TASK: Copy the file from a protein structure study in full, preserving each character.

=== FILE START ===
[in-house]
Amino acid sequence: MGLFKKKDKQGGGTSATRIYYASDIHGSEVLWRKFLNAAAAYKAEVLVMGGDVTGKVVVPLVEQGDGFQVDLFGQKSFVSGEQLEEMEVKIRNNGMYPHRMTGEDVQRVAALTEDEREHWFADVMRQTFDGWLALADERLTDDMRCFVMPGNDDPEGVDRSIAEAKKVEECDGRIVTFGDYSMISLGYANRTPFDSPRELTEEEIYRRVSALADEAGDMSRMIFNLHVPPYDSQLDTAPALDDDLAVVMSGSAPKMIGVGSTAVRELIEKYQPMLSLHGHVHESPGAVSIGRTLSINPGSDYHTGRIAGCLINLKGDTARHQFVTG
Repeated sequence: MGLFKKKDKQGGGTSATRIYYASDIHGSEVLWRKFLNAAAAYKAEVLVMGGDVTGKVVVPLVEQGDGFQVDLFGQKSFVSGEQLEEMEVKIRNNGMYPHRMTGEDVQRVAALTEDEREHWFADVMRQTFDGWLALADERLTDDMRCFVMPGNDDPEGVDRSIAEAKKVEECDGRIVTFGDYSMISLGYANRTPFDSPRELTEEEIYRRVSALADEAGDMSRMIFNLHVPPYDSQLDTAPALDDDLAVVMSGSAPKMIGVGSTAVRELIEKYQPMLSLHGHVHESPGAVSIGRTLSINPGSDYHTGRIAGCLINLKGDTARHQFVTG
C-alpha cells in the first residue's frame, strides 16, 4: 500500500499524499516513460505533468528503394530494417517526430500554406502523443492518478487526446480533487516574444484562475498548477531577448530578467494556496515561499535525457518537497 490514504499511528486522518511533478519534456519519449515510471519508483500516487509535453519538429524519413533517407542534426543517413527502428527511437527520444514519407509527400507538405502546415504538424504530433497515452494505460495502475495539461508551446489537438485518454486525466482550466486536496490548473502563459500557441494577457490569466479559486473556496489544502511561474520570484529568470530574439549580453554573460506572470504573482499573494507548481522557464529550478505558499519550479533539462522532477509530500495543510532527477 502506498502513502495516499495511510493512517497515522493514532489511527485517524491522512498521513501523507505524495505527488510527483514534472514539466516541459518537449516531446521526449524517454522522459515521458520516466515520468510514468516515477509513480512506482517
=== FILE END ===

[in-house]
Amino acid sequence: MGLFKKKDKQGGGTSATRIYYASDIHGSEVLWRKFLNAAAAYKAEVLVMGGDVTGKVVVPLVEQGDGFQVDLFGQKSFVSGEQLEEMEVKIRNNGMYPHRMTGEDVQRVAALTEDEREHWFADVMRQTFDGWLALADERLTDDMRCFVMPGNDDPEGVDRSIAEAKKVEECDGRIVTFGDYSMISLGYANRTPFDSPRELTEEEIYRRVSALADEAGDMSRMIFNLHVPPYDSQLDTAPALDDDLAVVMSGSAPKMIGVGSTAVRELIEKYQPMLSLHGHVHESPGAVSIGRTLSINPGSDYHTGRIAGCLINLKGDTARHQFVTG
Repeated sequence: MGLFKKKDKQGGGTSATRIYYASDIHGSEVLWRKFLNAAAAYKAEVLVMGGDVTGKVVVPLVEQGDGFQVDLFGQKSFVSGEQLEEMEVKIRNNGMYPHRMTGEDVQRVAALTEDEREHWFADVMRQTFDGWLALADERLTDDMRCFVMPGNDDPEGVDRSIAEAKKVEECDGRIVTFGDYSMISLGYANRTPFDSPRELTEEEIYRRVSALADEAGDMSRMIFNLHVPPYDSQLDTAPALDDDLAVVMSGSAPKMIGVGSTAVRELIEKYQPMLSLHGHVHESPGAVSIGRTLSINPGSDYHTGRIAGCLINLKGDTARHQFVTG
C-alpha cells in the first residue's frame, strides 16, 4: 500500500499524499516513460505533468528503394530494417517526430500554406502523443492518478487526446480533487516574444484562475498548477531577448530578467494556496515561499535525457518537497 490514504499511528486522518511533478519534456519519449515510471519508483500516487509535453519538429524519413533517407542534426543517413527502428527511437527520444514519407509527400507538405502546415504538424504530433497515452494505460495502475495539461508551446489537438485518454486525466482550466486536496490548473502563459500557441494577457490569466479559486473556496489544502511561474520570484529568470530574439549580453554573460506572470504573482499573494507548481522557464529550478505558499519550479533539462522532477509530500495543510532527477 502506498502513502495516499495511510493512517497515522493514532489511527485517524491522512498521513501523507505524495505527488510527483514534472514539466516541459518537449516531446521526449524517454522522459515521458520516466515520468510514468516515477509513480512506482517